Do you think any singers coming from rock and contemporary pop have done standards well?
I thought Linda Ronstadt was so canny to work with Nelson Riddle. She wanted to do something authentic, and she had the sensibility of going to the greatest arranger of American popular music. I think k.d. lang has a natural affinity for singing standards. I was delighted a couple of years ago to watch Lady Gaga sing “Someone to Watch Over Me” on the “Today” show. She just accompanied herself at the piano, and the simplicity of it was absolutely beautiful.
Now that you’re composing for musicals, are you sensitive to the common complaint that contemporary Broadway shows seldom, if ever, send the audience home humming the songs?
Melody is the key to creating something that is lasting. The problem for me with a lot of contemporary Broadway is that the songs are not particularly well-crafted, in that they do not further the plot. They’re often brilliantly staged, but the songs themselves are not very well done. A classic show like “Gypsy” or “My Fair Lady” or “Guys and Dolls,” when a character sings something, it creates a moment that transports the audience emotionally to another place. As much as I adore Elton John as a great pop writer, I don’t think that “Billy Elliot” has a very good score, because it doesn’t accomplish the essential thing that is required in a musical. To me, that is the greatest problem with Broadway, so I’d like to take a crack at it.
“The Gershwins’ Porgy and Bess” became controversial when Stephen Sondheim sent a letter to the New York Times, objecting that the new revival’s title slighted DuBose Heyward, who created the story and co-wrote the lyrics with Ira Gershwin. Sondheim wrote that “most of the lyrics (all of the good ones) are his alone” — meaning Heyward’s.
Ira was an equal contributor to the lyrics. Stephen Sondheim has a particular hate for Ira’s lyrics, referring to them in his book as “rhyming poison.” So I don’t feel that Sondheim, brilliant and wonderful as he is, has a very objective perspective about Ira’s work. Ira was somehow aware that Sondheim didn’t respect him, and that hurt him greatly. Yet, in the Gershwin archive, there’s a very complimentary letter that Sondheim wrote to him, so that’s kind of an odd situation.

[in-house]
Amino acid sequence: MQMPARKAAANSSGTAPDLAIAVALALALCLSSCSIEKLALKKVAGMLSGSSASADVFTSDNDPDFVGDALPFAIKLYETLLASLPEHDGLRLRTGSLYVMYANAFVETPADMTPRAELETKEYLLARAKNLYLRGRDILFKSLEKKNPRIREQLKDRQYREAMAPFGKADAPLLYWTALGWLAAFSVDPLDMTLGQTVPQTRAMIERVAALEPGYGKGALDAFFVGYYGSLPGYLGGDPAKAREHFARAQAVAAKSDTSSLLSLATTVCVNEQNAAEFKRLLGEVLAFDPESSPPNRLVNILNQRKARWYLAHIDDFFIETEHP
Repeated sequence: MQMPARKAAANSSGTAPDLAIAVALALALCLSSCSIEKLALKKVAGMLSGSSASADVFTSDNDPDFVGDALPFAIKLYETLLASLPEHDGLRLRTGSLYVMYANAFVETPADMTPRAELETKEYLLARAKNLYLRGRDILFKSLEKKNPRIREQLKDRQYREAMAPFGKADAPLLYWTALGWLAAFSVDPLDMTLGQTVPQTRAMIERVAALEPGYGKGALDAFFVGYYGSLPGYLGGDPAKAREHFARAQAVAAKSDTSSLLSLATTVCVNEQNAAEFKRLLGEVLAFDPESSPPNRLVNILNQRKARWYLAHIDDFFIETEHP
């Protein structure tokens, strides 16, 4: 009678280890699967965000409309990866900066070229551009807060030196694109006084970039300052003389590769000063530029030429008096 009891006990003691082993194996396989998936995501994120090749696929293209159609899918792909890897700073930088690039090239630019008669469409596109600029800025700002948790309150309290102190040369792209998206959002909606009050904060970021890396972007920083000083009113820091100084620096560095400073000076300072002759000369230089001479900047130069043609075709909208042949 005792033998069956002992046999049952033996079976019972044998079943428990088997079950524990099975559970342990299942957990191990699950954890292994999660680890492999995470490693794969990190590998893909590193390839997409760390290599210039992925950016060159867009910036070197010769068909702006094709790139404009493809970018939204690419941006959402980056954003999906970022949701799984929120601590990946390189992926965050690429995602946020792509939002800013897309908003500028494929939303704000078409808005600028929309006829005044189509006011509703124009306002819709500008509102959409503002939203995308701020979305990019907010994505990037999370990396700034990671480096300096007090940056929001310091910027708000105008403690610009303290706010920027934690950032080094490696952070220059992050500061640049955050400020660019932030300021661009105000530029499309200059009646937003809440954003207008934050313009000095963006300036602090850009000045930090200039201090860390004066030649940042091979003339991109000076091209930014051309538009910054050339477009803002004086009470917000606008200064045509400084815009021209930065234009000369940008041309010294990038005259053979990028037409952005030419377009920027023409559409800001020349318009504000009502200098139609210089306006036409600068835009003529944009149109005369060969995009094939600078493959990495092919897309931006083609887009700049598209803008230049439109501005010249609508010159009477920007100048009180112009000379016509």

How far along are you with the museum in Indiana?
The organization, which we now call the Great American Songbook Foundation, has a marvelous archive that’s ever-growing, with a world-class collection of sheet music. We are in Carmel, Ind., because we were approached by the city. At first I thought, “Why would I want to go to Carmel, Ind.?” Then I saw the facility and the promise of support that has indeed materialized. The museum is still in the formative stages, but the great thing is that I know it will happen. Kids from 30 states compete in the annual singing competition, and in the next three years, we’ll be in all 50 states. I call it the “Anti-American Idol.” Not all kids listen to pop music, and not all kids are interested only in hearing histrionics and a big high note at the end. There are many thousands of kids out there who have a different sensibility and experience with music, and we’ve had the experience of discovering these young talents and nurturing them, and it’s the most thrilling part of what the organization accomplishes.